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Tuesday, August 07, 2007

Bee Grateful

Ruby-throated Hummingbird at Bee Balm

Bumblebee at Bee Balm

Ruby-throated Hummingbirds aren't the only things with wings that are attracted to bee balm, Bumblebees are too! While we sit birding on our deck in the early a.m., we see hummers as well as the bees, coming to this red flower that looks like a fireworks display. Since I love to photograph critters in flight, I had to try and photograph the bees in flight. Pretty much of a difficult task, since bees are fast and smaller than even hummingbirds, but that never stops me. Thankful for my Canon Mark II camera and Canon 300 mm IS lens, I tried to get the autofocus central sensor focusing on the bee. Since the bee was so small, there was not much for the autofocus sensor to grab onto. Great challenge for eye-hand coordination.

The wonderful thing about photographing birds and other wildlife critters with a digital camera, is that you can later blow up the image and look at details that you wouldn't ordinarily see on these fast moving creatures. In the first bee photo, you can see the long black mouthpart of the bee extended down from its face. You can also see the little yellow "saddlebags" of pollen it has collected. In the second bee photo, you can see that it has pushed deep into the tube of the flower to reach the nectar with its mouth.

Bumblebees are our only "social" native bee. They overwinter as fertilized adult females, or queens. These emerge in early spring and start a nest by choosing an existing underground cavity, such as an old chipmunk burrow, collecting pollen into clumps, and laying eggs on the pollen. The pollen and eggs are covered with wax, and the queen sits on them, keeping them warm while they develop. The eggs hatch in four to five days. The larvae feed on the pollen, and in about a week pupate in tough cocoons that they make. During pupation, which lasts about ten days, the queen takes off the wax that is covering them. The emerging adults are sterile females, and they take care of the subsequent broods during the summer. In later summer, the queen lays eggs that develop into fertile females and males. These leave the hive, mate, and the fertilized females overwinter. All other members of the colony die. The next spring the process starts over.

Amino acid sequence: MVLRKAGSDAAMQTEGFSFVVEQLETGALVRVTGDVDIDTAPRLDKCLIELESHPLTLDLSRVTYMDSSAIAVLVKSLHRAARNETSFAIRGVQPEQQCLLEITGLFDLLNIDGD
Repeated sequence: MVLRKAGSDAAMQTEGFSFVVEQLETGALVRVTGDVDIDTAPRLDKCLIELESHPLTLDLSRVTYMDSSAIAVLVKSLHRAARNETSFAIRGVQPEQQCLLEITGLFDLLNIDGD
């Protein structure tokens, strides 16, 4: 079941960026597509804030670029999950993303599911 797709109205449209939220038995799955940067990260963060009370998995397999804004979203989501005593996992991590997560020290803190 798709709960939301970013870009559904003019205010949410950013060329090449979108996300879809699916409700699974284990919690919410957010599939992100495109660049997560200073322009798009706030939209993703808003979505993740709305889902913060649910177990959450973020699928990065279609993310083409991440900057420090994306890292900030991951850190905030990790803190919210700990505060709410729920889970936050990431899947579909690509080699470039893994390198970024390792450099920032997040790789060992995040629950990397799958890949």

Bumblebees, Bombus americanus, are native bees, unlike honeybees that are not native to North America and were brought here by European settlers. Honeybees are in trouble.

According to a San Francisco Chronicle article on 7/6/07,

"U.S. populations of pollinating honeybees are mysteriously collapsing, and that could cause irreparable damage to crops worth billions of dollars a year across the nation. That in turn could mean higher food prices, and because all kinds of wildlife depend on pollinated plants for food, the decline of pollinators could spell trouble for other animals.

The cause of the decline -- estimated to be as much as 25 percent of the honeybee population -- is a matter of scientific debate. But it is mirrored by rapid population loss among such native pollinators as butterflies, bats, birds and bumblebees."

So we're especially grateful when we see Bumblebees on our bee balm.

Photos © Lillian Stokes, 2007


Andree said...

I enjoyed this post very much. I have a set of bumble bee photos on wild basil and burdock that I am about to post the last half of the week. You have taught me a lot about them. If I may, I would like to provide a link to this article?

Thank you.

Lillian Stokes said...

Meeyauw, yes you can link to our post. Glad you enjoyed it. Bumblebees are fascinating, underappreciated, and do a lot of much needed pollination of plants.

Andree said...

Thank you! Doing so now! But may not be finished until tomorrow because the weather is great and I need to do more photos! :0)

Anonymous said...

Bumblebee looks like Bombus vagans. Nice pics!